Finally, my friend Ulrich Haltern and I recently published an article in the EUtopia Magazine about liberal identity in Europe after the terror attacks in Paris and Copenhagen. We wrote most of the piece back in mid-January, so we’re glad to finally see it available. It was originally written in German, and it reads better in that language, but an English translation is also available.
My latest video is about rare books, jazz, the passage of time, and old movies … and the law reports of the great jurist Edward Coke:
For a 1080p version for the most current systems, click here. For multiple formats on my YouTube channel, here (select the settings tab on the lower-right corner of the frame—that’s the wheel icon, the third icon from the right).
In part three of “Walking with Horatio Alger,” I take a train ride to Philadelphia’s Chinatown, spend an afternoon in a lonely academic library, drive to a Massachusetts cemetery while listening to Fats Waller, and relax at a party with a bunch of fun-loving kids. How can video help bring a 1909 edition of Ragged Dick back into some of its original spatial and temporal relationships?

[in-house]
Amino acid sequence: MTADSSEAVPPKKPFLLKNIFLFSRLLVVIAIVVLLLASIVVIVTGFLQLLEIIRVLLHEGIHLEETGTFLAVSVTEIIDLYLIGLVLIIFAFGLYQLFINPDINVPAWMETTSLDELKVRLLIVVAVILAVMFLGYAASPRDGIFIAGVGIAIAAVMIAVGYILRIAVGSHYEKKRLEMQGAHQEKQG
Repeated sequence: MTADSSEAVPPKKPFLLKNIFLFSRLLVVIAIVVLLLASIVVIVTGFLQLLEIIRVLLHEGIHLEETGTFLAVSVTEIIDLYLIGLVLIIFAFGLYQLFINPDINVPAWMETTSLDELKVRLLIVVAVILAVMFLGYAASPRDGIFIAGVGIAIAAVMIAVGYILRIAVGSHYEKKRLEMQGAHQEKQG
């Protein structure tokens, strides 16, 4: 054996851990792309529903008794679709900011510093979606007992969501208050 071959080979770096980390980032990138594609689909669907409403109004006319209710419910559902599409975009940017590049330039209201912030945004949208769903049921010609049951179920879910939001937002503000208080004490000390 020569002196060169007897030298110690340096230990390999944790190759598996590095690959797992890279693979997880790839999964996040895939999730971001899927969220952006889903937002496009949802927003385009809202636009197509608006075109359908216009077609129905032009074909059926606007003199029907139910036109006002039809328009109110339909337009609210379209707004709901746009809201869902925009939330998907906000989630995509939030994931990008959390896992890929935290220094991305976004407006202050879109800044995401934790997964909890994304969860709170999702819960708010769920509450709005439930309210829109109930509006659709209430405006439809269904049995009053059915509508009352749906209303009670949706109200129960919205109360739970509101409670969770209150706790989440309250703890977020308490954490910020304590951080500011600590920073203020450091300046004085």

I’ve made a new video—about Blackstone’s Commentaries. It’s also about storytelling form in legal history. My sister-in-law once named a fish Blackstone, which I thought was a very nice sign of respect to the great eighteenth-century explicator of the common law, but the fish plays no part in this video. But Humphrey Bogart does. And so does Orson Welles. You can watch the video here:
In Part II of “Walking with Horatio Alger,” I follow the path taken by Horatio Alger’s Ragged Dick on the first day of the novel. I’m accompanied by friend, former student, and lawyer Matt Milford, and we reflect on the story and its meaning while try to recapture its original sense of place. We also eat a delicious Vietnamese bánh mì sandwich.
For Part I of my Horatio Alger video series, see here.
September 13, 2014: This post has been moved to March 31, 2014 for organizational purposes.
In the latest issue of Telos, I review two books by Paul Kahn of Yale Law School, Political Theology: Four New Chapters on the Concept of Sovereignty and Finding Ourselves at the Movies: Philosophy for a New Generation. In both books, Kahn reads contemporary American law and politics through a framework influenced by the writings of Carl Schmitt. The theme of the issue is “After Faith” (for readers not based in a university, I’m afraid the issue is behind a pay wall).